If your communications system has more pipes than a cathedral organ, Cisco Systems wants to simplify your life with its new network architecture.
Dubbed ASAP (Any Service, Any Port), the release is designed for Cisco’s AS5000 Series of Universal Gateways, which will now be able to deliver voice, data, fax and mobile wireless all on a single edge infrastructure, according to Cisco.
There are two key technological developments that make ASAP possible, according to Mathew Lodge, manager of product marketing for Cisco’s Remote Access Business Unit in San Jose, Calif. The first involves universal digital signal processing chips with a new sub-system that can filter and forward any medium “on the fly.” The second deals with software that manages the network’s resources and maps applications to ports.
“We have enabled some pretty exciting next-generation services – tightly integrated voice and data services – and we’re able to let service providers and large enterprises do that profitably because we’re able to replace two or three different devices or separate edge networks,” Lodge said.
Since competitors such as Lucent and Nortel have had similar universal port capability for more than a year, Cisco badly needed ASAP so that its customers could extend the useful life of their investments, said Brent Wilson, principal analyst for carrier infrastructure with Sterling, Va.-based Current Analysis.
“It’s geared to what should be very high-margin sales into Cisco’s large install base. They have a lot of product out there, and if you can get [customers] to upgrade for enhanced functionality, that’s typically very good sales from a margin-contribution standpoint,” Wilson said.
TelNet Worldwide Inc., a Troy, Mich.-based CLEC operating throughout the state, deployed a beta version of ASAP to converge their voice and data traffic with the aim of launching a managed-modem service. The result was that TelNet became “very, very competitive in their marketplace,” said company president Mark Iannuzzi.
“When you get down to dollars and cents, what this has meant to us is more product offerings, and some products at a lesser dollar amount, because our capital investment is less. It also provides us with some degree of agility where we can respond more quickly to changes in the market.”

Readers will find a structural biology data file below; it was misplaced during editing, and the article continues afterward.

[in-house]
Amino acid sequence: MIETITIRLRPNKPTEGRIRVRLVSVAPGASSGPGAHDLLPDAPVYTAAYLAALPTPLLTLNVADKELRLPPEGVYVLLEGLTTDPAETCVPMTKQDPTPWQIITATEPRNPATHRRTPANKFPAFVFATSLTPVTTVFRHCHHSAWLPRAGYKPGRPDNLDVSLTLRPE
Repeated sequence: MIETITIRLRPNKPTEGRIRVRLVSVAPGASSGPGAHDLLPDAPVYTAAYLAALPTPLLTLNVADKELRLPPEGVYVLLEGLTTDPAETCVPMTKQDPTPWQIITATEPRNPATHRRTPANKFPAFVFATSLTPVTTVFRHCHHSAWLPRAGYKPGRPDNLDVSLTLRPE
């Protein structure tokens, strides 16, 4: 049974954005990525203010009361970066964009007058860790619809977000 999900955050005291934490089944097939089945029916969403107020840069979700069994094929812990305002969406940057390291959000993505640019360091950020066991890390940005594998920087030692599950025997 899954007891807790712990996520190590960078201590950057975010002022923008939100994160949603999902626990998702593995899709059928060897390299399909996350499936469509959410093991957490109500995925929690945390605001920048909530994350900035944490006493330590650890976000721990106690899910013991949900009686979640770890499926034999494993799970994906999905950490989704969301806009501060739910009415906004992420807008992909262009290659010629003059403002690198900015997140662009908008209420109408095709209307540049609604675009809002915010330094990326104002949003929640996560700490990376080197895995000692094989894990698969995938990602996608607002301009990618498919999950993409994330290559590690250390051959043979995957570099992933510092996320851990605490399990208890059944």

Although Lodge said that it is very easy to incrementally migrate into an ASAP solution, Iannuzzi found that bringing together the worlds of public telephone service, the Internet and numerous ancillary products definitely had its complexities.
“It’s not for the faint of heart – you really have to know what you’re doing. Where the rubber hits the road on this you have to be sure you’re well-prepared,” Iannuzzi said.
While he is pleased with his reduced price-per-port costs, Iannuzzi suggested a few areas where “there is a good slug of work that can be done to really spiff up the product line.”
“The key next step is not about the protocols and technology that’s in the (ASAP) system, because where we’re at right now is going to cover quite a bit of ground for some time. The piece that needs to be addressed by Cisco is the integration of the data in (the ASAP) systems with operational support systems,” he said.
“The technology is all well and good in being able to accomplish those tasks – it’s a tremendous thing. But day in and day out, what you’re looking for is not only being able to bring reliable products to the market, but that you can provision it easily, monitor it properly, and bill your customers.”